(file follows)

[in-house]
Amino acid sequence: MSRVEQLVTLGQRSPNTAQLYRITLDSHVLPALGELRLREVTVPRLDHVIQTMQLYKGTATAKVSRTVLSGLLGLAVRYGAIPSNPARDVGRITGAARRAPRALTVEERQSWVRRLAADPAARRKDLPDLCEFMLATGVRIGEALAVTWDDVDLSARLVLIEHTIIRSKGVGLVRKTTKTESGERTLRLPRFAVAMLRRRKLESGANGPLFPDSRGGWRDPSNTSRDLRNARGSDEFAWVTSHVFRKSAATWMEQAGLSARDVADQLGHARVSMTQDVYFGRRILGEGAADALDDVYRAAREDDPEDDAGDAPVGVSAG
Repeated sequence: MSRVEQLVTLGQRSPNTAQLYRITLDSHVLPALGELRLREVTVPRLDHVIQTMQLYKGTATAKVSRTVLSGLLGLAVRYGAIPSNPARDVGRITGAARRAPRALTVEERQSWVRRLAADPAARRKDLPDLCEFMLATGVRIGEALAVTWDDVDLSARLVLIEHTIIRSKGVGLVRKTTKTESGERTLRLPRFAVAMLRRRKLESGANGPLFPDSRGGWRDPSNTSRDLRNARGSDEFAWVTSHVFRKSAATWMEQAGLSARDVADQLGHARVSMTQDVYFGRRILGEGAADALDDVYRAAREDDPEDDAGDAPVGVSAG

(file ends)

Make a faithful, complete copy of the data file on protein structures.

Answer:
[in-house]
Amino acid sequence: MSRVEQLVTLGQRSPNTAQLYRITLDSHVLPALGELRLREVTVPRLDHVIQTMQLYKGTATAKVSRTVLSGLLGLAVRYGAIPSNPARDVGRITGAARRAPRALTVEERQSWVRRLAADPAARRKDLPDLCEFMLATGVRIGEALAVTWDDVDLSARLVLIEHTIIRSKGVGLVRKTTKTESGERTLRLPRFAVAMLRRRKLESGANGPLFPDSRGGWRDPSNTSRDLRNARGSDEFAWVTSHVFRKSAATWMEQAGLSARDVADQLGHARVSMTQDVYFGRRILGEGAADALDDVYRAAREDDPEDDAGDAPVGVSAG
Repeated sequence: MSRVEQLVTLGQRSPNTAQLYRITLDSHVLPALGELRLREVTVPRLDHVIQTMQLYKGTATAKVSRTVLSGLLGLAVRYGAIPSNPARDVGRITGAARRAPRALTVEERQSWVRRLAADPAARRKDLPDLCEFMLATGVRIGEALAVTWDDVDLSARLVLIEHTIIRSKGVGLVRKTTKTESGERTLRLPRFAVAMLRRRKLESGANGPLFPDSRGGWRDPSNTSRDLRNARGSDEFAWVTSHVFRKSAATWMEQAGLSARDVADQLGHARVSMTQDVYFGRRILGEGAADALDDVYRAAREDDPEDDAGDAPVGVSAG